By Sherrie Li
By Falling James
By Amanda Lewis
By Amy Nicholson
By Amy Nicholson
By Jennifer Swann
By Scott Foundas
By Sherrie Li
In case you still think that German silent cinema was all vampires, golems, somnambulists and the occasional tragic prostitute, Kino’s “Lubitsch in Berlin” box set will finally set the record straight. After immigrating to America in 1923, Ernst Lubitsch earned a reputation for the Continental sophistication of his romantic comedies, especially after leaving Warner Bros. for Paramount, where he defined that studio’s elegant house style for decades. What’s so wonderful, however, about the majority of the titles gathered together on this four-disc collection is just how un-Continental they are. A onetime cabaret performer, Lubitsch revels in broad, knockabout comic gestures in the “grotesque comedies” (per the opening titles) The Oyster Princess (1919) and The Wildcat (1921). In the former, a savage satire of wealth and privilege, a fat American multimillionaire arranges a royal wedding for his equally boorish daughter, who is prone to smashing up their opulent surroundings whether she’s angry or happy. Waited on hand and foot by, literally, armies of servants, the self-obsessed pair epitomize a European view of the American nouveau riche, while the vapid prince who comes calling proves an equally empty evening coat. The Wildcat covers wilder terrain both geographically and romantically, when a legendary ladies’ man takes up his new military post on a remote frozen frontier. Pola Negri stars as the ferocious mountain-bandit queen who catches his eye but refuses to be tamed. Lubitsch frames almost every shot through a surprising series of oddly shaped irises — ovals, ellipses, diamonds, blobs — that give the whole farcical adventure a comic-book feel, while the sets, particularly the wintry army fort, look like the fruits of a conspiracy between Dr. Seuss and Busby Berkeley. The Oyster Princess disc comes backed with the gender-bending comedy I Don’t Want to Be a Man (1920), while the other two discs feature Lubitsch in a more dramatic mode, with the historical drama Anne Boleyn (1920), starring Emil Jannings as Henry VIII, and the Arabian Nights fantasy Sumurun (1920).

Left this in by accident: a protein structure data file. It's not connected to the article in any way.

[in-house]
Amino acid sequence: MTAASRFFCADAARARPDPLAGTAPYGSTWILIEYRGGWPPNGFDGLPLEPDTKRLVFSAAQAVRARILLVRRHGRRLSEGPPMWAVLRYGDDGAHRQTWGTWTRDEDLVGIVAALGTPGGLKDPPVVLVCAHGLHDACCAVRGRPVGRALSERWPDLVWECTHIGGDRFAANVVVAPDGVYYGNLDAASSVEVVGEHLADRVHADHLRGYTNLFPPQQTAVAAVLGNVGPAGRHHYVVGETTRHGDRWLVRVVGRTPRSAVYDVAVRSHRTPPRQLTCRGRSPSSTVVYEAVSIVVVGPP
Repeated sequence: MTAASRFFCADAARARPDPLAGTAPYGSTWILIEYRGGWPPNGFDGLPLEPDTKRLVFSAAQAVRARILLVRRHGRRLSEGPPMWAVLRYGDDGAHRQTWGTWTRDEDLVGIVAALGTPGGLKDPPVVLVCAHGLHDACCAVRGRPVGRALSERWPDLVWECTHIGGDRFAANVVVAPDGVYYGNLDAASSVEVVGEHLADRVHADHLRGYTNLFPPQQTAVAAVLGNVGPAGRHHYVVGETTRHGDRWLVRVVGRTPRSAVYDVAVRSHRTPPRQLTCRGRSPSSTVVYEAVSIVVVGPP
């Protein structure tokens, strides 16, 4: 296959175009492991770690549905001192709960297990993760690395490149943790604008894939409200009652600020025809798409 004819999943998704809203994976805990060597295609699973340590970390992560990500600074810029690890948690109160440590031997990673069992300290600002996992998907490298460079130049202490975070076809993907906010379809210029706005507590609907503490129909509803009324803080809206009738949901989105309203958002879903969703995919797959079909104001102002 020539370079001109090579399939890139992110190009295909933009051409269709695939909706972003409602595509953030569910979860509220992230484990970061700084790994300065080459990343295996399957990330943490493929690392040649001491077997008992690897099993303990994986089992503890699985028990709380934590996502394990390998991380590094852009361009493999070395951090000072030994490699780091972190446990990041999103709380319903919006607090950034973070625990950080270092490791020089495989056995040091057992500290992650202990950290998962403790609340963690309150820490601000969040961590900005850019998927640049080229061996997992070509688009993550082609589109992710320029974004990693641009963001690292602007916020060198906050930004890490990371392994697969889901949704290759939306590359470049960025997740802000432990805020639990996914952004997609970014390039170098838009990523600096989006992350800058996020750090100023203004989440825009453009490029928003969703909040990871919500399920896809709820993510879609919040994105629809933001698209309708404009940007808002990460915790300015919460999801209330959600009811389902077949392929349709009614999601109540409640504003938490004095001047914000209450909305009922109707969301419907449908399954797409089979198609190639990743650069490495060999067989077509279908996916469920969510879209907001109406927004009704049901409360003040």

Other recommended new releases: Little Miss Sunshine (DVD); Walt Disney Treasures: More Silly Symphonies (1929–1938) (DVD); When the Levees Broke (DVD); Wicker Man: Special Edition (1975).
Also released this week: DVD: Agnes and His Brothers; The Biggest Loser Workout, Vol. 2; The Celestine Prophecy; ER: The Complete Sixth Season; Female Misbehavior; Hogan’s Heroes: The Complete Fifth Season; The Illustrated Man; Invincible; Jet Li’s Fearless; Lady in the Water; The Librarian 2: Return to King Solomon’s Mines; Married With Children: The Complete Sixth Season; My Super Ex-Girlfriend; The Promise; A Scanner Darkly; The Simpsons: The Complete Ninth Season; Step Up; Today and Tomorrow; Walt Disney Treasures: The Complete Pluto, Vol. 2; Walt Disney Treasures: The Mickey Mouse Club Featuring the Hardy Boys; Walt Disney Treasures: Your Host, Walt Disney; Women’s Prison.
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